Friday,20 October, 2017
Current issue | Issue 1292, (21 - 27 April 2016)
Friday,20 October, 2017
Issue 1292, (21 - 27 April 2016)

Ahram Weekly

An ambiguous Tartuffe

A recent production of Moliere’s Tartuffe at the AUC gives Nehad Selaiha political food for thought

An ambiguous Tartuffe
An ambiguous Tartuffe
Al-Ahram Weekly

Moliere’s Tartuffe in a new English verse version by Constance Congdon, directed by Jane Page, Malak Gabr Theatre, AUC, 16-21 March, 2016.

Moliere’s Tartuffe was first introduced in Egypt in 1866, almost two centuries after it was finally published in France in 1669, in a third version, the earlier two having been condemned for blasphemy and banned. Egyptian poet, playwright and prolific translator Mohamed Osman Galal (1828-1898) reset the action in Egypt, used a versified, rhyming mixture of classical and Egyptian colloquial Arabic for the dialogue, added a new scene to the first act and another to the last, and rechristened his version Sheikh Matlouf – an Arabic name that happily rhymes with Tartuffe and literally means ‘corrupt’. This version, together with three similar adaptations of other Moliere plays The School for Husbands, The School for Wives, and The Learned Ladies was published in book form under the title Al-Arba’ Rewayat fi Nokhab Al-Teatrat (Four of the Choicest Theatre Plays). These adaptations, particularly Sheikh Matlouf, became immensely popular in the first half of the 20th Century, and Sheikh Matlouf continued to be revived well into the 1960s, even after faithful translations of the original play became available. 

The rise of religious fundamentalism and political Islam in Egypt from the 1970s onwards not only banished Sheikh Matlouf from the stage but also deterred directors from attempting to produce any of the available faithful translations of the original Tartuffe. Barring Jatinder Verma’s Anglo-Indian version of the play, performed in a variety of English interlaced with Urdu by Tara Arts, Britain’s leading Asian theatre company, at the open air theatre of the Cairo Opera House in 1991, and a student production directed by Ingy Al-Bestawi at the Theatre Institute in 2012, it was not until after the ouster of Mohamed Morsi and his short-lived Islamic regime in July 2013 that the play surfaced again in Egypt.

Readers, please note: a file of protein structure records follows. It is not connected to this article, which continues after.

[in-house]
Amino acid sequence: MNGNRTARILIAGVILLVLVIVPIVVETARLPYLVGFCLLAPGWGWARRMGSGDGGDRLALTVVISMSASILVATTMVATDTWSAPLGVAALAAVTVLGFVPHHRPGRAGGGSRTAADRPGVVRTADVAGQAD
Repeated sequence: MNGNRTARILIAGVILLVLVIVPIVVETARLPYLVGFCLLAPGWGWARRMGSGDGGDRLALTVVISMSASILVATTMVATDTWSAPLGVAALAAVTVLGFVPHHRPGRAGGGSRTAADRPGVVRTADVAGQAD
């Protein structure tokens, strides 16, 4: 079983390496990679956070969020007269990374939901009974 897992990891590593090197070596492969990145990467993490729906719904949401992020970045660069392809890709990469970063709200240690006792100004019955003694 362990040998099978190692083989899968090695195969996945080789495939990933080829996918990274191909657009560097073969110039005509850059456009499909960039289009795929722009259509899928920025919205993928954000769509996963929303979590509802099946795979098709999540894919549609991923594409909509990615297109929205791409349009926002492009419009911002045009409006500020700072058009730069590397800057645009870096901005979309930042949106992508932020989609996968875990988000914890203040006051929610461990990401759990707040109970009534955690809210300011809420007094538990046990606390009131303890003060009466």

In 2014, director Mohamed Mekki staged his own adaptation of Tartuffe in colloquial Arabic for the State Theatre Company of Alexandria under the play’s original title. Mekki reset his version in contemporary Cairo, turning it into a vehicle for attacking the Islamists, particularly the Salafis, by dressing the eponymous hero as one and adding several forceful cautionary harangues against their dangerous wiles, religious hypocrisy, rapacious greed and Machiavellian pursuit of power. To offset the overt didacticism of his new version, the director overplayed the farcical element in the original and punctuated the performance with songs and dances. Had it been attempted a year earlier, this production would probably never have seen the light, or if it had, would most certainly have created a furor and possibly caused the theatre to be torched by fanatics. Seen in Cairo at Miami theatre in the course of the 7th Egyptian National Theatre Festival in August 2014, and despite its many tirades and passionate diatribes, it seemed tame and pallid compared to the grim reality of the Muslim Brothers’ one-year rule experienced by Egyptians.

This history of Tartuffe in Egypt makes the recent AUC production of the play, albeit in English (in a new verse version by Constance Congdon, directed by Jane Page) particularly welcome. Though it visually transposes the action to a different age and country, ‘updating the story to today,’ in the words of the director, ‘and placing it in a wealthy and acquisitive California family house’ in terms of décor and costumes, it does not tamper with the original text, performing the dialogue, as far as I could judge, in toto, with very few cuts and no additions. To the best of my knowledge, it is the first faithful stage rendering in translation of Moliere’s original Tartuffe to be publicly performed in Egypt in decades.